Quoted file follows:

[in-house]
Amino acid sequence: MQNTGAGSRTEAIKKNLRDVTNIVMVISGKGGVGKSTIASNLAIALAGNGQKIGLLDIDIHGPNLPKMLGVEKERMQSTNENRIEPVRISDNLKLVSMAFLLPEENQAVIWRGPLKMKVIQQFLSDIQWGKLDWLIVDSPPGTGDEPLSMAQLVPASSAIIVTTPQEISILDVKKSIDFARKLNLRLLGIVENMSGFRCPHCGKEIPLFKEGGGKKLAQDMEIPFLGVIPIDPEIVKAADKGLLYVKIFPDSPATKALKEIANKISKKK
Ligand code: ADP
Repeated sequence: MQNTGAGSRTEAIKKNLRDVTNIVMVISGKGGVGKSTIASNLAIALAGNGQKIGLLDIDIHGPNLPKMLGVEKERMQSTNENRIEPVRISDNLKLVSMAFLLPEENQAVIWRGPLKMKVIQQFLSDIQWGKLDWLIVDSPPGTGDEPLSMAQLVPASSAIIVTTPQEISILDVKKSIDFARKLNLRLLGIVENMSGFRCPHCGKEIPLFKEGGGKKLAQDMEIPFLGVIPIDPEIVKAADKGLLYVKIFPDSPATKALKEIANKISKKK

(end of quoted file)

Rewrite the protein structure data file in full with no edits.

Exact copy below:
[in-house]
Amino acid sequence: MQNTGAGSRTEAIKKNLRDVTNIVMVISGKGGVGKSTIASNLAIALAGNGQKIGLLDIDIHGPNLPKMLGVEKERMQSTNENRIEPVRISDNLKLVSMAFLLPEENQAVIWRGPLKMKVIQQFLSDIQWGKLDWLIVDSPPGTGDEPLSMAQLVPASSAIIVTTPQEISILDVKKSIDFARKLNLRLLGIVENMSGFRCPHCGKEIPLFKEGGGKKLAQDMEIPFLGVIPIDPEIVKAADKGLLYVKIFPDSPATKALKEIANKISKKK
Ligand code: ADP
Repeated sequence: MQNTGAGSRTEAIKKNLRDVTNIVMVISGKGGVGKSTIASNLAIALAGNGQKIGLLDIDIHGPNLPKMLGVEKERMQSTNENRIEPVRISDNLKLVSMAFLLPEENQAVIWRGPLKMKVIQQFLSDIQWGKLDWLIVDSPPGTGDEPLSMAQLVPASSAIIVTTPQEISILDVKKSIDFARKLNLRLLGIVENMSGFRCPHCGKEIPLFKEGGGKKLAQDMEIPFLGVIPIDPEIVKAADKGLLYVKIFPDSPATKALKEIANKISKKK